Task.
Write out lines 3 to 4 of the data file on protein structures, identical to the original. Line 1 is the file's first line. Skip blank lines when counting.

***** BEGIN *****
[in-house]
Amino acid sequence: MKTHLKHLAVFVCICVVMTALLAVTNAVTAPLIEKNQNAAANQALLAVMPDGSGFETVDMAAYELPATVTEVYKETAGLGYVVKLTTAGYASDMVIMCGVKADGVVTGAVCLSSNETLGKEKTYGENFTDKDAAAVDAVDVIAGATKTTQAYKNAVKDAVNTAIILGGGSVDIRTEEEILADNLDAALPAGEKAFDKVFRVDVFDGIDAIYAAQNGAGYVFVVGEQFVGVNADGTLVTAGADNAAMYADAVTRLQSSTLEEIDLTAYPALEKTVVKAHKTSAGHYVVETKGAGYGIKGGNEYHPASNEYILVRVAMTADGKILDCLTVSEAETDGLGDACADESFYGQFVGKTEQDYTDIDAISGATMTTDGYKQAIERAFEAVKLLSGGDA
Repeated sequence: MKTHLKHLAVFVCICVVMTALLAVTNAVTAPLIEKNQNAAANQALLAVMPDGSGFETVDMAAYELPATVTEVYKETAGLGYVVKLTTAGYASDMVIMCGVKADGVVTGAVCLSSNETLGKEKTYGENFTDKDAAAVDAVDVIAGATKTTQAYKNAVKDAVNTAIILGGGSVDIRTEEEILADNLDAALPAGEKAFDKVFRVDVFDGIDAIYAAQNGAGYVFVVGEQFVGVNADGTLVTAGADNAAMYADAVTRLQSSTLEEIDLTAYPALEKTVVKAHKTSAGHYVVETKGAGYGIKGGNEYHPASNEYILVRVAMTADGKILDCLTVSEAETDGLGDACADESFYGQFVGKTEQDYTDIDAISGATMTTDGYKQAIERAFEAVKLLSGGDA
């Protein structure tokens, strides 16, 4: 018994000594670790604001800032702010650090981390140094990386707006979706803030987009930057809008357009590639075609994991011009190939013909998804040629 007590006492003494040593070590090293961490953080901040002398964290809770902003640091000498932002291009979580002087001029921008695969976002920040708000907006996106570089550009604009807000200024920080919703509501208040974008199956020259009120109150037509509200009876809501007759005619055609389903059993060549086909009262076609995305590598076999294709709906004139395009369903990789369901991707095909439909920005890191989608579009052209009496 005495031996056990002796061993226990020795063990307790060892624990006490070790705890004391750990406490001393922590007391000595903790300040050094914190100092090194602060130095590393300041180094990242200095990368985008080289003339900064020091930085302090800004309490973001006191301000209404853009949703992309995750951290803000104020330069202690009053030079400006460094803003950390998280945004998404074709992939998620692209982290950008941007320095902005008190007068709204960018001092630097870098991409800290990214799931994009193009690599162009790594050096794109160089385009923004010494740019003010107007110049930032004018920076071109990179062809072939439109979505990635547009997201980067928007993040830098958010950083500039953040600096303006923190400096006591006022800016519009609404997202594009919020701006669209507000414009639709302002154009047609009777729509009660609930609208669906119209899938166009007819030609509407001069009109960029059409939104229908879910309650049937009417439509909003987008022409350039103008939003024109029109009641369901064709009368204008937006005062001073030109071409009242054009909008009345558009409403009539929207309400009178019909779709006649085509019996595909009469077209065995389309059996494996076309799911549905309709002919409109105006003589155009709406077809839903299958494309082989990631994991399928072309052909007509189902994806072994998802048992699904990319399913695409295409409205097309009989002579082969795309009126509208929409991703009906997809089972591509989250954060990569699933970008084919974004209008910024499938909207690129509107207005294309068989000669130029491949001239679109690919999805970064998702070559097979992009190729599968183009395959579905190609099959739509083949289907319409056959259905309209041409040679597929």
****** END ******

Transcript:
Repeated sequence: MKTHLKHLAVFVCICVVMTALLAVTNAVTAPLIEKNQNAAANQALLAVMPDGSGFETVDMAAYELPATVTEVYKETAGLGYVVKLTTAGYASDMVIMCGVKADGVVTGAVCLSSNETLGKEKTYGENFTDKDAAAVDAVDVIAGATKTTQAYKNAVKDAVNTAIILGGGSVDIRTEEEILADNLDAALPAGEKAFDKVFRVDVFDGIDAIYAAQNGAGYVFVVGEQFVGVNADGTLVTAGADNAAMYADAVTRLQSSTLEEIDLTAYPALEKTVVKAHKTSAGHYVVETKGAGYGIKGGNEYHPASNEYILVRVAMTADGKILDCLTVSEAETDGLGDACADESFYGQFVGKTEQDYTDIDAISGATMTTDGYKQAIERAFEAVKLLSGGDA
């Protein structure tokens, strides 16, 4: 018994000594670790604001800032702010650090981390140094990386707006979706803030987009930057809008357009590639075609994991011009190939013909998804040629 007590006492003494040593070590090293961490953080901040002398964290809770902003640091000498932002291009979580002087001029921008695969976002920040708000907006996106570089550009604009807000200024920080919703509501208040974008199956020259009120109150037509509200009876809501007759005619055609389903059993060549086909009262076609995305590598076999294709709906004139395009369903990789369901991707095909439909920005890191989608579009052209009496 005495031996056990002796061993226990020795063990307790060892624990006490070790705890004391750990406490001393922590007391000595903790300040050094914190100092090194602060130095590393300041180094990242200095990368985008080289003339900064020091930085302090800004309490973001006191301000209404853009949703992309995750951290803000104020330069202690009053030079400006460094803003950390998280945004998404074709992939998620692209982290950008941007320095902005008190007068709204960018001092630097870098991409800290990214799931994009193009690599162009790594050096794109160089385009923004010494740019003010107007110049930032004018920076071109990179062809072939439109979505990635547009997201980067928007993040830098958010950083500039953040600096303006923190400096006591006022800016519009609404997202594009919020701006669209507000414009639709302002154009047609009777729509009660609930609208669906119209899938166009007819030609509407001069009109960029059409939104229908879910309650049937009417439509909003987008022409350039103008939003024109029109009641369901064709009368204008937006005062001073030109071409009242054009909008009345558009409403009539929207309400009178019909779709006649085509019996595909009469077209065995389309059996494996076309799911549905309709002919409109105006003589155009709406077809839903299958494309082989990631994991399928072309052909007509189902994806072994998802048992699904990319399913695409295409409205097309009989002579082969795309009126509208929409991703009906997809089972591509989250954060990569699933970008084919974004209008910024499938909207690129509107207005294309068989000669130029491949001239679109690919999805970064998702070559097979992009190729599968183009395959579905190609099959739509083949289907319409056959259905309209041409040679597929």